Lorraine Chademunhu has an unusual issue to deal with. She’s a woman with a particularly deep voice, and if you can’t actually see her, then you could believe you’re talking to a man. That’s the problem she’s built this comedy show round – the misunderstandings and petty inconveniences of people thinking you’re a man, when you’re not.

Pleasingly, rather than a straight stand-up approach, she’s taken the more inventive route of providing us with tech and prop-based sketches so we’re fully aware of just what a nuisance this is. After an initial sketch in which she’s dating a very famous, but unpleasant man, we find her attempting to buy car insurance from women-only provider Sheila’s Wheels, with ensuing hilarity. Of course, not everyone in a call centre is who they say they are either…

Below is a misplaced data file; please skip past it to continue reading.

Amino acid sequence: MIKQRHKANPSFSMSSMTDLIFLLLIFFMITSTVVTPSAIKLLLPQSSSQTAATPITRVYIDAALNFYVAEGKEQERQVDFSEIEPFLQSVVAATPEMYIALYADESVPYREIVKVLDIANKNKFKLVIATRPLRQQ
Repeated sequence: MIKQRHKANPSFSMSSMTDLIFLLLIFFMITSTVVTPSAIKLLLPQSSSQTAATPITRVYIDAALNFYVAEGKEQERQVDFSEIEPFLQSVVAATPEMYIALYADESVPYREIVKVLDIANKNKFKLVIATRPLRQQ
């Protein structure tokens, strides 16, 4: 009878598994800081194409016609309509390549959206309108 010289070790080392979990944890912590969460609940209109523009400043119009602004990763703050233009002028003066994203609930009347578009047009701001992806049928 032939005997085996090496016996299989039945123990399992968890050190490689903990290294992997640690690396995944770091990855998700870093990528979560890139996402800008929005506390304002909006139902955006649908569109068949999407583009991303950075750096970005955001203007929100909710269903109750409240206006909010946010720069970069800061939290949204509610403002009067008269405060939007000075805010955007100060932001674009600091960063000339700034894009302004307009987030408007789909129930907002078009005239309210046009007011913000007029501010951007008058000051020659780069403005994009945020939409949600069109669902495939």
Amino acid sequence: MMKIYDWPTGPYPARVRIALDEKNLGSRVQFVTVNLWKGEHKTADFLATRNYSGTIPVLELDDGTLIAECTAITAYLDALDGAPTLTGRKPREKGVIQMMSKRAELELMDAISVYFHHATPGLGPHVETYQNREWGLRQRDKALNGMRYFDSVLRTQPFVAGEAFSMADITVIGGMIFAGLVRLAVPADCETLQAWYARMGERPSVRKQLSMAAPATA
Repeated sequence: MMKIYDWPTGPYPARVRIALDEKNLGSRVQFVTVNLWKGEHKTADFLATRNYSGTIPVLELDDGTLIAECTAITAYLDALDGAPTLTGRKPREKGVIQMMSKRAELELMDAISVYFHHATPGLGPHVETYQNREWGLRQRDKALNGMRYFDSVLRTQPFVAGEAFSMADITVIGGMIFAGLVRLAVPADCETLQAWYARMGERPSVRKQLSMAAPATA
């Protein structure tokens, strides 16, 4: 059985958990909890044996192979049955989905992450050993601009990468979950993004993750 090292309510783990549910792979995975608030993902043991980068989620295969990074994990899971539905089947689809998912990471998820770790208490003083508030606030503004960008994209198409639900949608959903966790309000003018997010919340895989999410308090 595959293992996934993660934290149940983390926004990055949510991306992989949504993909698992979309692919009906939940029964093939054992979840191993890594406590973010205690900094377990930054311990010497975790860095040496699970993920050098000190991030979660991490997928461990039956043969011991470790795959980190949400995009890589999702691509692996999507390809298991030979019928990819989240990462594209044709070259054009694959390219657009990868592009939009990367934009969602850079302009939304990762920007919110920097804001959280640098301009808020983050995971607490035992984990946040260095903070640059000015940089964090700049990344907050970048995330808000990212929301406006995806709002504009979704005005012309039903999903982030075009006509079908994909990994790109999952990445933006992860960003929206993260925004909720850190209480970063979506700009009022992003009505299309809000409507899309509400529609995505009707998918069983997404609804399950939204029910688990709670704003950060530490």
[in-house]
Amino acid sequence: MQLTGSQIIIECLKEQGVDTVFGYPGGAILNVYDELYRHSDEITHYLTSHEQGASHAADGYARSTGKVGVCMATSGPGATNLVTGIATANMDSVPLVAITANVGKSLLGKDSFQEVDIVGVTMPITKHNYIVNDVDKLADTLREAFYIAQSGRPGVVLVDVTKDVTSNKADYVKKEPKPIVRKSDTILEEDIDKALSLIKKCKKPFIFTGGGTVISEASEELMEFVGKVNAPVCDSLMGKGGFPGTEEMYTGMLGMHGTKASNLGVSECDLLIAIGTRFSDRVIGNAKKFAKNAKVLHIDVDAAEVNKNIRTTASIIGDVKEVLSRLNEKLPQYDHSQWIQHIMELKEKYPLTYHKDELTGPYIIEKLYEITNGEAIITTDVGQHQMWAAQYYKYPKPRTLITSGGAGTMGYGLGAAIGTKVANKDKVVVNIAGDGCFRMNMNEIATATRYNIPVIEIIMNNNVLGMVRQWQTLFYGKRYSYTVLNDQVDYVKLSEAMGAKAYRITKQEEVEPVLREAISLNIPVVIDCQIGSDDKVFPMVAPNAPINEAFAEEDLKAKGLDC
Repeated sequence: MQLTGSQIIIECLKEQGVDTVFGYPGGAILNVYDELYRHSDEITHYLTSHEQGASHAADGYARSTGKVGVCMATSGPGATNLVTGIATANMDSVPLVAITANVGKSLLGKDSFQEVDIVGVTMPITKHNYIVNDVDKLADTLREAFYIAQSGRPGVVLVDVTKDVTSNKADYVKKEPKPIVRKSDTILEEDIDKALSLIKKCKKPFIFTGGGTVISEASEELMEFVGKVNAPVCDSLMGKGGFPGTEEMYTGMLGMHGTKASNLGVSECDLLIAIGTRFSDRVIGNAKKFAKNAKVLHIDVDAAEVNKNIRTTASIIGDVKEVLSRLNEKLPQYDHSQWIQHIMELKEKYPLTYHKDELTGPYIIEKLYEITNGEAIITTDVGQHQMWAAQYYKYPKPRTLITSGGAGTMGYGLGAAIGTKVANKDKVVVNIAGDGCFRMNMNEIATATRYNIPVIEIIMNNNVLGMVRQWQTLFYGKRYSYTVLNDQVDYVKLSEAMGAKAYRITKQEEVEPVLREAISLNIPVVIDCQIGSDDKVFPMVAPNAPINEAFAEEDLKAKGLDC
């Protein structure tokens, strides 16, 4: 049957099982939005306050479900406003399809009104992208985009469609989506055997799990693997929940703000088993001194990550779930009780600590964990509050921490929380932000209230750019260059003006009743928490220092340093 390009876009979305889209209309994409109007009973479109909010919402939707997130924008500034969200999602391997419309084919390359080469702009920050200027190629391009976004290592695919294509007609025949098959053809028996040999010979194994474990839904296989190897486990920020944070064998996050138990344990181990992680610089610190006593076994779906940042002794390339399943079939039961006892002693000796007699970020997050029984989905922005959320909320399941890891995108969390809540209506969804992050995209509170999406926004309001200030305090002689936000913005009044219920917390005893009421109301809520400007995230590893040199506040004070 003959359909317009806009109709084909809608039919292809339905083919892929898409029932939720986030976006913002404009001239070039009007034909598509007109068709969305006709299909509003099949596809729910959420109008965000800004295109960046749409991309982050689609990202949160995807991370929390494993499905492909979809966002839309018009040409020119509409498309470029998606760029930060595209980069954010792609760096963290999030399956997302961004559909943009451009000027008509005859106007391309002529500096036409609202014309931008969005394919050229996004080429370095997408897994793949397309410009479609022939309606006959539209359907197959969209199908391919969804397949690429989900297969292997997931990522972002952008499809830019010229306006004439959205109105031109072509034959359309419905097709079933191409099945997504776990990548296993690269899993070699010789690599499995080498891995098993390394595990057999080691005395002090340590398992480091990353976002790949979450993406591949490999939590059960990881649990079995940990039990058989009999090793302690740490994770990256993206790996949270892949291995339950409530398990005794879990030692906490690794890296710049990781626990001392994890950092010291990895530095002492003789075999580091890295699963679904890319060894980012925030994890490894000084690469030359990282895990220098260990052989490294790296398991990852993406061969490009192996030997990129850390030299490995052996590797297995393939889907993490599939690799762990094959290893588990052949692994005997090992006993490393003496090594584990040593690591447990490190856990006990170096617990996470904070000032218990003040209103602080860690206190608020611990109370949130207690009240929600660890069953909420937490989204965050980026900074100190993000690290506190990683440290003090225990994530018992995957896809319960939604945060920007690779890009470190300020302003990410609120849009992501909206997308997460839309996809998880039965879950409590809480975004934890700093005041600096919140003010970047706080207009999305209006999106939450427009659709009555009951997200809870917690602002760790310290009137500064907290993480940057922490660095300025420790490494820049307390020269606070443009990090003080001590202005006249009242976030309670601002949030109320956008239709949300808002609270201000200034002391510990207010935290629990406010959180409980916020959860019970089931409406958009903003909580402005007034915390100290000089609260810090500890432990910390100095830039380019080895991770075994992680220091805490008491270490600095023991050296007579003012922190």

Chademunhu gets strong laughs from cheap visual gags. She doesn’t strike you as the most natural performer perhaps, but there’s nothing wrong with her funny bone – she knows what will get a laugh, even if it is a big cucumber.

A couple of TV-based sketches particularly stand out. In the first, she’s on Dragon’s Den trying to pitch the idea of recording her soothing deep voice as a sleep-aid. In the second, she’s on X-Factor trying to use it to hit the big time. Both involve her interacting with recordings of the real life presenters to good comic effect.

Of course, trying to enter into dialogue with a recording is a timing and tech nightmare even for the slickest old pro at the Pleasance. To her credit, Chademunhu mostly hits the mark, with a few wobbles – enough to keep the humour going, at least. Her big finale needs better acting, something which can be a hindrance throughout, but she definitely makes a success of this unusual premise and convinces us that yes, indeed, life as a woman with a ‘man’s’ voice is going to cause problems you might not have thought of.